The 1.5m balanced XLR-PA Single-Core Line Cable (interconnect) pair I’m using lists in the US for $1200. The RCA equivalent is $1125. The 2m SPC-PA Single-Core Speaker Cable lists for $1650. As mentioned in the earlier review, a 2m Power Reference Power Cord lists for $725; an RTP-2 Ultimate Power Tap, $1295.


Final thoughts

If you occupy that stratum where self-indulgence causes no pain, by all means, go for the lot. If you need to prioritize, my experience with them suggests that the RIQ-5010 and -5010W Solid Quartz Insulators require time and patience, as does the REM-8 EMF Canceller. They will reward your efforts. But given their price, whether to recommend clear or smoky quartz remains a stumbling block. As mentioned above, I get a happier result with clear. Here, I think, the abovementioned dealer loan is certainly in order. Not so, perhaps, with the REM-8. Once you hit upon an optimal location, it’s all to the good.

From childhood on, my love of music grew; likewise, as an adult, I developed an enthusiasm for well produced recordings – as a parallel but separate art – which, of necessity, enfolds an interest in the kind of hardware that helps me sort good from mediocre. A few days ago I played a disc featuring the violinist Anne-Sophie Mutter in performances of Henri Dutilleux’s Sur le męme accord, Bela Bartók’s second violin concerto, and Igor Stravinsky’s Concerto en ré. The disc, Deutsche Grammophon B0004049-02, is a compilation of earlier releases of different ensembles and venues. The Dutilleux, performed with the Orchestre National de France, Kurt Masur conducting, recorded live by Radio France, plays in the listening room as a judicious exercise in minimal miking. The listener has a keen sense of a space and dynamic. A pleasure. In sorry contrast, the Bartók concerto, with the Boston Symphony, Seiji Ozawa conducting, exemplifies multi-miking’s billboard effect. The soloist might as well have been in a different space.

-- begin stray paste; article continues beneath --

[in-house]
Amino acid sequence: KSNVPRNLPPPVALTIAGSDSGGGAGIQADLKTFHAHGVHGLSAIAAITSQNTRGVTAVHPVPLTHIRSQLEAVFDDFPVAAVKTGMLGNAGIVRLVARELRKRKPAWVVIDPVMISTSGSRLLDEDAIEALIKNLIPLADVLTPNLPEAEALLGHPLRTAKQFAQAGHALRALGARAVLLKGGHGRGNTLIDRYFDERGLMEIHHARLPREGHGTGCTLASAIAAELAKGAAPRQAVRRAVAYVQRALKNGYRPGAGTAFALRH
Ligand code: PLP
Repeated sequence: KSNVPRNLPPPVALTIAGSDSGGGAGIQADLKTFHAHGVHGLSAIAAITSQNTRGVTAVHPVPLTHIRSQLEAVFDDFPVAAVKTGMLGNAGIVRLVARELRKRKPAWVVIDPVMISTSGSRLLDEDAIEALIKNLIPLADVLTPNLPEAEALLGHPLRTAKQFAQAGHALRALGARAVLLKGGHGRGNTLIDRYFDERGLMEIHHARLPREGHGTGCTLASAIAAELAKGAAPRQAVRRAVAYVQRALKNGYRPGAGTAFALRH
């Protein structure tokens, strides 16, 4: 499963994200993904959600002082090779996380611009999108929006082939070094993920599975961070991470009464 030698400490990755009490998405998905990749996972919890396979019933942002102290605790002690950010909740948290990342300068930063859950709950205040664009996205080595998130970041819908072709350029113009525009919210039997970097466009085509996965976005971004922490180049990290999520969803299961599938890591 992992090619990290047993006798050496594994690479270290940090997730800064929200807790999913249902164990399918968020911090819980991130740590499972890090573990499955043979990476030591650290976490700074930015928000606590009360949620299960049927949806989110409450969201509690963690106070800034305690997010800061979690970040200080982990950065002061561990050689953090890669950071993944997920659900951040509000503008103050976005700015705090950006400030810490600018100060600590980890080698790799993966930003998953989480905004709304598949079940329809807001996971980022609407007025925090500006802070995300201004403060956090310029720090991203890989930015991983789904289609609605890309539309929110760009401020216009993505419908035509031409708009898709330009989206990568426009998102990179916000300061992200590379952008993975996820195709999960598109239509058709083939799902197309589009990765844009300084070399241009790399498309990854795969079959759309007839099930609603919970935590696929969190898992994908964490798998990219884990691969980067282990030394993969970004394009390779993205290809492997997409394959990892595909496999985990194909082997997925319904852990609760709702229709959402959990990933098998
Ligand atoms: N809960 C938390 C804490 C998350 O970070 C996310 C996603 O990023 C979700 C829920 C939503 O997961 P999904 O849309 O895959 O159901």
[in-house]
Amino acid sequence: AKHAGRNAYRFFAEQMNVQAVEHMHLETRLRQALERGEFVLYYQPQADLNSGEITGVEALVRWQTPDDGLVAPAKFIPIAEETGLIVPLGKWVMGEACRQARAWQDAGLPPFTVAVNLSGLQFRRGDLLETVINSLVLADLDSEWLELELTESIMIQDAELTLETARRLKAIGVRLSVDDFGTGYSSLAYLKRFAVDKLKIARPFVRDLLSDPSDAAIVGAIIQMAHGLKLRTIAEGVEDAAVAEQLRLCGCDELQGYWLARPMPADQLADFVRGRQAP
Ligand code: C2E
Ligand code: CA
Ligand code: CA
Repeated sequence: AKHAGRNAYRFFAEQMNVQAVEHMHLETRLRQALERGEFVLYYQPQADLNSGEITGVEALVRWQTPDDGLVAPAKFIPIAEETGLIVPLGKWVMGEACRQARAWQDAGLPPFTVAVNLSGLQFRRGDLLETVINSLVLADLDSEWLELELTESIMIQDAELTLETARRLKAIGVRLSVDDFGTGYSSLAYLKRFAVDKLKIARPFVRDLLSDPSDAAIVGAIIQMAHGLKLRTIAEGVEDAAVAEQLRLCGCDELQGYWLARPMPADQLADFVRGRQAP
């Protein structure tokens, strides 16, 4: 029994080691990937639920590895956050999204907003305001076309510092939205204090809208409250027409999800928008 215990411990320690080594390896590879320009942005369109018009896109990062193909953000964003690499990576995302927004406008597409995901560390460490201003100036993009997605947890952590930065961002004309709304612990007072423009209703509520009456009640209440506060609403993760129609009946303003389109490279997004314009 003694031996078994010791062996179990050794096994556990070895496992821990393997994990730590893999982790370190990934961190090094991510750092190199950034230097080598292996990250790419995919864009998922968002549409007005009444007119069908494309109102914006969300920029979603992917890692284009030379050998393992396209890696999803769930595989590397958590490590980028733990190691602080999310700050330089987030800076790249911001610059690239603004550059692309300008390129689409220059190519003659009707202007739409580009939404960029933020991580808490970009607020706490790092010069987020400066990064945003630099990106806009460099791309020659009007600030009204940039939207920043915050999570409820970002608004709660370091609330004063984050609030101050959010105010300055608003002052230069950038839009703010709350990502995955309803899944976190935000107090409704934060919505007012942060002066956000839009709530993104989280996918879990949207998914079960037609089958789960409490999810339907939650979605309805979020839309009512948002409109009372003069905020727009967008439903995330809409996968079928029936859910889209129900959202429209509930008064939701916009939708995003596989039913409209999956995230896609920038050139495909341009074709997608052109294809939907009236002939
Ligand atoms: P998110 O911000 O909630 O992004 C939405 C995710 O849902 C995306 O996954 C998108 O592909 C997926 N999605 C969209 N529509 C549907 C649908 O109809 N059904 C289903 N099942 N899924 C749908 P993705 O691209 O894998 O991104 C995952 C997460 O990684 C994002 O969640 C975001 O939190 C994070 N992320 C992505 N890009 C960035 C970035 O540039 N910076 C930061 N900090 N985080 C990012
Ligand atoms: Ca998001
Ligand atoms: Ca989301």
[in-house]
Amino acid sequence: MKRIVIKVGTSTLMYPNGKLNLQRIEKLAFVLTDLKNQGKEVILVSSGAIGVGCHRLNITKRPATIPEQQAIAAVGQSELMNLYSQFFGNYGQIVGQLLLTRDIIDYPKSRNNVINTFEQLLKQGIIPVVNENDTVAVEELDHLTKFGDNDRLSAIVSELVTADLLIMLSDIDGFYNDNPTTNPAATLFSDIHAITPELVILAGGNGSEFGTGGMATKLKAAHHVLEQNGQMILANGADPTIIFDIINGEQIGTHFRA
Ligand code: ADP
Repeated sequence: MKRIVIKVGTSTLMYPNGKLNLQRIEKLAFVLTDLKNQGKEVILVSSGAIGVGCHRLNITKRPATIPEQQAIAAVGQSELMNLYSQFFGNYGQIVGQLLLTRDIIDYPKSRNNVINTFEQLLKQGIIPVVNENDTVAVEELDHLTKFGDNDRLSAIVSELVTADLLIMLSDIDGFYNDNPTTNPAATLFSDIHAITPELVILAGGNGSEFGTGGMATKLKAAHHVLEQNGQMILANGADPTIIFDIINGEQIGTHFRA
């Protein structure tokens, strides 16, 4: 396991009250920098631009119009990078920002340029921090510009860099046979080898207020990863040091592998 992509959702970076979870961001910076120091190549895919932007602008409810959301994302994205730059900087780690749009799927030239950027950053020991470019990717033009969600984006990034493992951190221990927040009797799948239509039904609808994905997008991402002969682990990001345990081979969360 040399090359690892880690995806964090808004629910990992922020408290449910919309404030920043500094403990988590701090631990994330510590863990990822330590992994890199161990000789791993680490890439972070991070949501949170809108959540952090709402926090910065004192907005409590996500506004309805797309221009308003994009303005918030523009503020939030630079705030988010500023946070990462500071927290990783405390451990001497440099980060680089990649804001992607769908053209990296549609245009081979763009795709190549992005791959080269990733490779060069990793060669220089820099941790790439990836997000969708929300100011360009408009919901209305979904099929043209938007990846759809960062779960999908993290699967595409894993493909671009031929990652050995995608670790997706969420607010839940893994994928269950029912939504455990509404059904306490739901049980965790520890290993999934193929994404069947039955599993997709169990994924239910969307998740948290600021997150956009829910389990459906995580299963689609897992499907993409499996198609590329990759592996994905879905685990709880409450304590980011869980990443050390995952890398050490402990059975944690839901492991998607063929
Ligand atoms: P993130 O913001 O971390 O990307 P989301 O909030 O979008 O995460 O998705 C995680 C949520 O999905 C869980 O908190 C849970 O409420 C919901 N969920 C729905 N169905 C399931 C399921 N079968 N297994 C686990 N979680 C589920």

If you’re not familiar with the name, Jimmy Guiffre is a clarinetist who, with pianist Paul Bley and acoustic bassist Steve Swallow, recorded two albums in 1961, Fusion and Thesis, that took jazz in a new, beautifully subdued direction. A two-CD reissue on ECM 1438 / 39 849 644-2, issued in 1992, is among my collection’s pleasures. Steve Lake’s fine notes mention Giuffre’s indebtedness to a chamber work by Claude Debussy, the 1915 Sonata for Flute, Viola and Harp. This I hadn’t played in a long while. A three-CD compilation of Debussy’s chamber music on Delos DE 3167, issued in 2000, offers a fine performance by members of the Chamber Music Society of Lincoln Center, who perform singly, in duos, trios and a quartet on all three discs.

After I played the trio, I listened to the composer’s 1917 Sonata for Violin and Piano on the same CD, a John Eargle recording, which the trio is not. Beautiful sound throughout – I’ve never had more pleasure from this system – but worlds apart. The Eargle is as fine a chamber-music recording as you’re likely to hear. The man’s a master. If anything, with the music I mention here, and with everything I’ve played, differences in recording technique and quality are easier to discern. Rather than homogenizing sound – creating a euphonic effect – together, these AR products contribute to a clearer vista on difference.

This has been one hell of a ride.